GSBA Leading Edge Award: Teaching & Learning

GSBA Leading Edge Award

Arts & Innovation Magnet Principal and ArtsNOW Regional Director Shawn Williams joined Superintendent McMichael and School Board members Jordan Raper, Beverly Kelley, and Lynn Stevens in accepting the award.

The Barrow County Board of Education was selected by the Georgia School Boards Association (GSBA) for the Leading Edge Award, which highlights school districts that are leading the way in ensuring students are competitive in an ever-changing global market. The Barrow County School Board was recognized for its innovative Teaching and Learning initiatives and was honored during the Georgia School Boards Association Annual Conference on December 3, 2021.

The nomination for the GSBA Leading Edge Award highlighted the innovative partnership with ArtsNOW in the creation of the Center for Innovative Teaching. When a new middle school opened in 2016, it created a Barrow BOLD opportunity on the old middle school campus. No longer a school, the campus provided a blank slate for flexibility, creativity, and innovation. BCSS collaborated with ArtsNOW to make a bold idea come to life.


ArtsNOW, a non-profit organization, first partnered with BCSS at one elementary school in 2008, which has since blossomed into a district-wide partnership. Our shared passion and commitment led us to collaboratively create a facility and programs that advance the core work and educational goals of both organizations.

ArtsNOW leads the way in reshaping education by integrating the arts into all subjects. At the core of ArtsNOW is their programming and support to integrate visual arts, music, dance, media arts, and drama into academic lessons, resulting in students’ ability to greatly improve their creativity, collaboration, critical thinking, and problem-solving skills.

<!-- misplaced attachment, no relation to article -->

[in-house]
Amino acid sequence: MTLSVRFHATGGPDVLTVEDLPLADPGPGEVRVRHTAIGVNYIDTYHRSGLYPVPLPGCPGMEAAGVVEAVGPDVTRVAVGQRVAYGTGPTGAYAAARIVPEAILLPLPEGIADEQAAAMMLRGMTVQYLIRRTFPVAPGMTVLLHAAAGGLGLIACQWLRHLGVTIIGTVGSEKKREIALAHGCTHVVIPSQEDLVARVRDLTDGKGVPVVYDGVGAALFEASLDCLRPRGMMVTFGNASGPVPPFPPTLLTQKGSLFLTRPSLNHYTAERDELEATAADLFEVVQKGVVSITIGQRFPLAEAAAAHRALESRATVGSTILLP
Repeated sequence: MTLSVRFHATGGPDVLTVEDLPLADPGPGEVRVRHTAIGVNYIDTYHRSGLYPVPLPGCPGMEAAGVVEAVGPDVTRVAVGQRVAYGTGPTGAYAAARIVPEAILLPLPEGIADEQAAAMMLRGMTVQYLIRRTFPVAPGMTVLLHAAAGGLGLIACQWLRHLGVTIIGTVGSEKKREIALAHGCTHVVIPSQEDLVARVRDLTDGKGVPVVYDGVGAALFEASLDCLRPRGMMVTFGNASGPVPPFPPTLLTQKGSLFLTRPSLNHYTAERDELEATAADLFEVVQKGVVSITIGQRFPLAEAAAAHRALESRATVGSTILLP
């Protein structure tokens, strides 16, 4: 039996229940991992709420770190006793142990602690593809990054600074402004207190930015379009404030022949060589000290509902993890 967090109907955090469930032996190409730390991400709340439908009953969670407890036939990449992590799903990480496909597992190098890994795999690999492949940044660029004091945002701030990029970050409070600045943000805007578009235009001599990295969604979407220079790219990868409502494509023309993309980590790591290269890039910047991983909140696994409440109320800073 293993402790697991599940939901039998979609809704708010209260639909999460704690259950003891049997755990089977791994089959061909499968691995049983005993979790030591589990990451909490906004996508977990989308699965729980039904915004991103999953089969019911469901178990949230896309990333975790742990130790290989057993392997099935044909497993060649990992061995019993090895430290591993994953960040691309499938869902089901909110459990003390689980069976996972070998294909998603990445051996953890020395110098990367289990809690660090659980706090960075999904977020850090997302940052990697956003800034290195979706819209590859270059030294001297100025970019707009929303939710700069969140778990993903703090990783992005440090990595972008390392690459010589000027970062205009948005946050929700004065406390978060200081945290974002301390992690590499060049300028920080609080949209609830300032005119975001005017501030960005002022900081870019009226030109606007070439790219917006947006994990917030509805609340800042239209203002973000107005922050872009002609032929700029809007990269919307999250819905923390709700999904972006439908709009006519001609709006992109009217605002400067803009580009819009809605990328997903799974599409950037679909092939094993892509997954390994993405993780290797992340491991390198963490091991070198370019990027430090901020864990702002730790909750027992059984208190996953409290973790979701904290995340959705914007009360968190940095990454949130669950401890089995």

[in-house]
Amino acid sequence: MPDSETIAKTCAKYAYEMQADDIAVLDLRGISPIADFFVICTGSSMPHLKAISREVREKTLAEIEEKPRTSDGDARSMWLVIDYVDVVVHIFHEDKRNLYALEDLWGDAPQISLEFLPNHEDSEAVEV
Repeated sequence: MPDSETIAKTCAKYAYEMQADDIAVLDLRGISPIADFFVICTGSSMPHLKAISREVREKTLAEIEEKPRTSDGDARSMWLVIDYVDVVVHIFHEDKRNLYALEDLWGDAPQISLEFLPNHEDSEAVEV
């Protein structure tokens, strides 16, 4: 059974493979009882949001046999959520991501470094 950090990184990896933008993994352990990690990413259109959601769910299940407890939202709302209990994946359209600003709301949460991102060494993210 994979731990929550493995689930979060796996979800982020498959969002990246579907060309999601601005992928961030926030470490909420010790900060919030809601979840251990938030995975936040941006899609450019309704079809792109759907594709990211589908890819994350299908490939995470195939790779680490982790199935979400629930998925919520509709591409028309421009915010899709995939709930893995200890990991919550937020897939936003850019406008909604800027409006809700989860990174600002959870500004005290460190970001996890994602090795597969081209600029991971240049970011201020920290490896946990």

The Center for Innovative Teaching (CFIT)

BCSS and ArtsNOW leaders realized the potential to use the former middle school building to develop an innovative space unhindered by traditional school building requirements and uses.

The Center for Innovative Teaching campus quickly became a flexible space to host district events including fine arts festivals, science & engineering fairs, and student showcases. The campus includes numerous creative spaces used by teachers and students daily.

Professional Residency Program

Traditional professional development takes the teacher out of the classroom (leaving students with a substitute teacher) and puts the burden on the teacher to implement new training methods afterward. The Professional Residency Program flipped this model by taking the teacher and her students offsite to learn together.

In the fall of 2017, the ArtsNOW pilot program launched its first cohort of teachers from fourth to eighth grade. Each teacher worked with ArtsNOW consultants to collaborate, plan, and implement instructional strategies that connect a specific art form with their content standards.

Then the teacher would bring her students with her to CFIT for two weeks to work side-by-side with the ArtsNOW consultant to learn the new arts-integrated instructional strategies while the students participated in the lessons. Teachers and their classes returned to CFIT eight times over the course of the year. To date, about 40 teachers and 2,000 students have participated in the Residency Program.

In the video below, you can hear directly from teachers in the Professional Residency Program and the impact it had on their teaching and their students’ success.

Arts & Innovation Magnet Program (AIM)

Due to the pilot’s overwhelming success, the Arts and Innovation Magnet program launched in the fall of 2018 with two fifth grade and two sixth grade classes to explore the impact of full-time arts-integrated learning. Now in its fourth year, AIM has grown to 192 sixth and seventh grade students currently attending the magnet program (with many more on the waiting list).

Support has been so strong for programming at the Center for Innovative Teaching that a group of parents advocated for improving the decades-old campus (that no longer receives state funding). From their efforts over the last two years, the Barrow Community Foundation has launched the first phase in a $13.5 million fundraising campaign to improve the campus facilities and expand the programming for the community.

In just five years, a vacant school building is on its way to being completely transformed into a revolutionary innovation center for our community. Now that’s Barrow BOLD.

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